This study investigates whether (lack of) familiarity with the language of investor communication may contribute to an explanation of the well-documented gender gap in financial decision-making (i.e. women are more risk averse than men) and financial literacy (i.e. women are less literate than men). Using an interdisciplinary framework that combines insights from Behavioral Economics, Finance and Linguistics, we analyze metaphors used in websites that target beginning retail investors in three different languages: Dutch, Italian and English. Employing the conceptual metaphor analysis proposed by Cameron and Low (1999) and Charteris-Black (2004), we find that in all three languages the metaphors come from the same conceptual domains; namely, war, health, physical activity, game, farming and the five senses. As these domains refer to worlds that are predominantly and (stereo)typically masculine, we conclude that the language of investor communication may give rise to feelings of familiarity and belonging among men while creating feelings of distance and non-belonging among women. Based on our findings, we conclude that further research is needed to assess whether language could be a tool to reduce the gender gap in financial attitudes and behavior.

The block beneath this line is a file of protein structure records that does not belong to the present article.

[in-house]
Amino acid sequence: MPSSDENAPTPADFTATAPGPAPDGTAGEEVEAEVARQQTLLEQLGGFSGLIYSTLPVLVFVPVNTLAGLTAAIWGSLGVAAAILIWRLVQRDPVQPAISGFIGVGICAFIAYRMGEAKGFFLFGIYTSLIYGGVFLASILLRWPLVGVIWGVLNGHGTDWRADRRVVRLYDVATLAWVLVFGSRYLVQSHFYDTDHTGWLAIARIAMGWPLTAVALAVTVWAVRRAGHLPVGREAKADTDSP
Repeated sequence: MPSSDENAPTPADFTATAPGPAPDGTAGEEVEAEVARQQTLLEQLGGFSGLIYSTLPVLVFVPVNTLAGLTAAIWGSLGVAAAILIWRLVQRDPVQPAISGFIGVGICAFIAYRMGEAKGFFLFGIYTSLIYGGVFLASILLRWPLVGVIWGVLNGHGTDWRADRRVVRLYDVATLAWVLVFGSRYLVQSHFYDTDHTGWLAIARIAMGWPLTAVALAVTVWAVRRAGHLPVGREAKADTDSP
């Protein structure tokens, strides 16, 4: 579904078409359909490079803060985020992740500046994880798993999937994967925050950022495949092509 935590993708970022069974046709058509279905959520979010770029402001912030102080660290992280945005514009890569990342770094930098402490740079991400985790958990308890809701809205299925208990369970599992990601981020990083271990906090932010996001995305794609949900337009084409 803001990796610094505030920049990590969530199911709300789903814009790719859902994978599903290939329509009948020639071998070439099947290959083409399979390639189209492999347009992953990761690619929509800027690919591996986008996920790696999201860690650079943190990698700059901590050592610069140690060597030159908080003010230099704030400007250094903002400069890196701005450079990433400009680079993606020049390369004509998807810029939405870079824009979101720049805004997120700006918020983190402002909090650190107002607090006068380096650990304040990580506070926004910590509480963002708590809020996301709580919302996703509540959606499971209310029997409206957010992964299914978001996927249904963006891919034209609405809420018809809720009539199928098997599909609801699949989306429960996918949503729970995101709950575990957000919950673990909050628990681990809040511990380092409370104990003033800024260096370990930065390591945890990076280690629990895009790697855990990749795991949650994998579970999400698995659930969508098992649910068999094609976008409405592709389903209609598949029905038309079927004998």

Seven Ways to Knit Your Portfolio: Is the Language of Investor Communication Gender Neutral?

BOGGIO, Cecilia;FORNERO, Elsa;
2018

Abstract

This study investigates whether (lack of) familiarity with the language of investor communication may contribute to an explanation of the well-documented gender gap in financial decision-making (i.e. women are more risk averse than men) and financial literacy (i.e. women are less literate than men). Using an interdisciplinary framework that combines insights from Behavioral Economics, Finance and Linguistics, we analyze metaphors used in websites that target beginning retail investors in three different languages: Dutch, Italian and English. Employing the conceptual metaphor analysis proposed by Cameron and Low (1999) and Charteris-Black (2004), we find that in all three languages the metaphors come from the same conceptual domains; namely, war, health, physical activity, game, farming and the five senses. As these domains refer to worlds that are predominantly and (stereo)typically masculine, we conclude that the language of investor communication may give rise to feelings of familiarity and belonging among men while creating feelings of distance and non-belonging among women. Based on our findings, we conclude that further research is needed to assess whether language could be a tool to reduce the gender gap in financial attitudes and behavior.
Specialized and Professional Discourse Across Media and Genres
Ledizioni
137
160
978-88-6705-655-2
financial communication, conceptual metaphor theory, critical discourse analysis, gender gap, familiarity
Boggio, Cecilia; Fornero, Elsa; Prast, Henriëtte; Sanders, José
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Utilizza questo identificativo per citare o creare un link a questo documento: http://hdl.handle.net/2318/1658422
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